Schumacher's off (again) but Loeb's still winning and quits frontline WRC on a high with another title
In winning a ninth consecutive World Rally Championship title, Sebastien Loeb proved very little indeed. We already knew he was the most successful driver of all time; a ninth crown simply makes the likelihood of his records ever tumbling all the more remote.
Novelty still hasn't worn off
We have to look beyond rallying before we find any significance in his ninth title. Valentino Rossi currently boasts nine championships to his credit; if we include Loeb’s Junior World Rally Championship crown from 2001 (which is fair given that two of Rossi’s titles were achieved in feeder categories) the diminutive Frenchman can be adjudged to be motorsport’s most successful competitor.
Loeb won his home round of the WRC – Rallye de France – in typically assured fashion. Although the winning margin over Ford’s Jari-Matti Latvala was only 15.5 seconds, one does feel that Loeb managed the advantage and pushed only as hard as was necessary. Citroen team-mate Mikko Hirvonen finished in third position to help his team claim its eighth constructors’ title, while the familiarly impressive Thierry Neuville finished in fourth.
Can anybody catch Loeb? Seems not
Much more significant than this being Loeb’s ninth title is that it’ll almost certainly be his last. The 38-year-old – who bleeds hydropneumatic suspension fluid if you cut him – announced a few days before the rally that he’ll only contest a part campaign next season. “I have to admit that I am a little tired of the schedule imposed by the World Rally Championship,” he said, ruling out a 2013 title bid. “I still love driving and winning. I'll still be around in 2013, but not as consistently as now, competing at rallies that I like and which are important for Citroen. I couldn’t not include Rallye Monte Carlo in my diary.”
Loeb will instead focus his energies on a World Touring Car Championship campaign – still with Citroen – and we eagerly await further details of what promises to be an intriguing switch of discipline.
I remember the way he 'won' the monte in his debut season, before being DQ'd on a technicality. Reminded me of Ayrton at Monaco in '84. Sure fire future stars both of them, and so they more than proved.
More teams and no Loeb should bring a more varied 2013 WRC season.
It will be good to see how Loeb gets on with another dicipline. He's got to be one of the best tarmac rally drivers of his generation.
..of his generation, not one of the best - simply THE BEST. (with apologies to Tina Turner). Just look at the number of wins in Spain, Germany, France and the Monte compared to the rest for the last 10 years. 29 / 39 rallies 2002-2012 (to date) Do the stats from 2004 and he is even more dominant.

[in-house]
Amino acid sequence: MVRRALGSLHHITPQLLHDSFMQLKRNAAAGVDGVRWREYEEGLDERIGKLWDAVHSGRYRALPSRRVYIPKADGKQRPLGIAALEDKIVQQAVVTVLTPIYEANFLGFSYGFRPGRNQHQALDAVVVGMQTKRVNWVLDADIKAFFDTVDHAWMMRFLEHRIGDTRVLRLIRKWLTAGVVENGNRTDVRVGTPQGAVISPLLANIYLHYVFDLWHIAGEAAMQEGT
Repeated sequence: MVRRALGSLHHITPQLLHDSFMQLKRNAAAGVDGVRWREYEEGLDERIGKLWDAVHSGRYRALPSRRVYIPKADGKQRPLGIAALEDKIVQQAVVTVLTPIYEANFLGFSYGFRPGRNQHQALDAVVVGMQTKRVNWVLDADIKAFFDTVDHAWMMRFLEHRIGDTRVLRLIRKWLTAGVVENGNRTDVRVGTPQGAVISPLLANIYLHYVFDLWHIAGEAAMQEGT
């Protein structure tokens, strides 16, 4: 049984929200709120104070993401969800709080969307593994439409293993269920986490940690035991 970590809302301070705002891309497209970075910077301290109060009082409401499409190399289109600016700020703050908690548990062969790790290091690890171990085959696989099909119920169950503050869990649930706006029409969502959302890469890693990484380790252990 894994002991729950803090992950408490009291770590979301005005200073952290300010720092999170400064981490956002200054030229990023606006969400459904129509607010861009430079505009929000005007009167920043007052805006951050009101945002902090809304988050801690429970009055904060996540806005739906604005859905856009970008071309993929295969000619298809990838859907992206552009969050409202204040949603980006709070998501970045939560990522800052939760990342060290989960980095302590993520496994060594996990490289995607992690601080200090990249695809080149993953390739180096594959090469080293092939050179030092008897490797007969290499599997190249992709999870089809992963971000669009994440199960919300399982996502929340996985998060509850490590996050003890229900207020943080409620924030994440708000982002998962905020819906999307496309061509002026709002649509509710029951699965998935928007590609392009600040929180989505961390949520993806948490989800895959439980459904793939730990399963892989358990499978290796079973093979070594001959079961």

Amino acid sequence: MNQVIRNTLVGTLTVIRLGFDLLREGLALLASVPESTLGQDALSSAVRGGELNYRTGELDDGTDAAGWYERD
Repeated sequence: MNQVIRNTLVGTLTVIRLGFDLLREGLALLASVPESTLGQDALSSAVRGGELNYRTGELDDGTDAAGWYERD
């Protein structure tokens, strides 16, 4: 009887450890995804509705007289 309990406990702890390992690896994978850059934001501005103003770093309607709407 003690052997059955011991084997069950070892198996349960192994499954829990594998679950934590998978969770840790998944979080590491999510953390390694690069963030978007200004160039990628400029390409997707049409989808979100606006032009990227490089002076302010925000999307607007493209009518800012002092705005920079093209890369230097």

Just a truly amazing driver.I think the outstanding thing being apart from his sublime talent is his loyalty to one Manufacturer. Definately my all time favourite driver,sadly his God like status in Europe has not really reached these shores.
You have to hand it to him; he has absolutely annihilated the previous records set. It should really be 10 titles rather than 9 however the year before his first, Citroen gave Loeb strict orders not to push too hard to ensure they won the manufacturers championship then once they realised they had been too cautious Loeb was too far away from Solberg to get the championship back IIRC. Still 9 world championships isn’t too shabby!
It will be great to see how he gets on in different types of motorsport; WTCC, LMP’s etc along with how the WRC will change without him competing for the overall title.
"We have to look beyond rallying before we find any significance in his ninth title. Valentino Rossi currently boasts nine championships to his credit; if we include Loeb’s Junior World Rally Championship crown from 2001 (which is fair given that two of Rossi’s titles were achieved in feeder categories) the diminutive Frenchman can be adjudged to be motorsport’s most successful competitor."
What about Dougie Lampkin - 12 times World trials champion? Not as high profile maybe, but no less a feat of dedication, commitment, and shear talent.
The end of an era. A quite staggering record – as is his consistency. Simply remarkable. I don’t think he gets the recognition he deserves. Sadly, Autosport & Motorsport aren’t leading with his 9th Title – I’m sorry, but winning a 9th WRC overshadows a Vettel GP win. I really hope he gives WTCC a miss – a second division world series – and does more LMP/GT racing. His 2ns place at Le Mans is an indication of what he could do.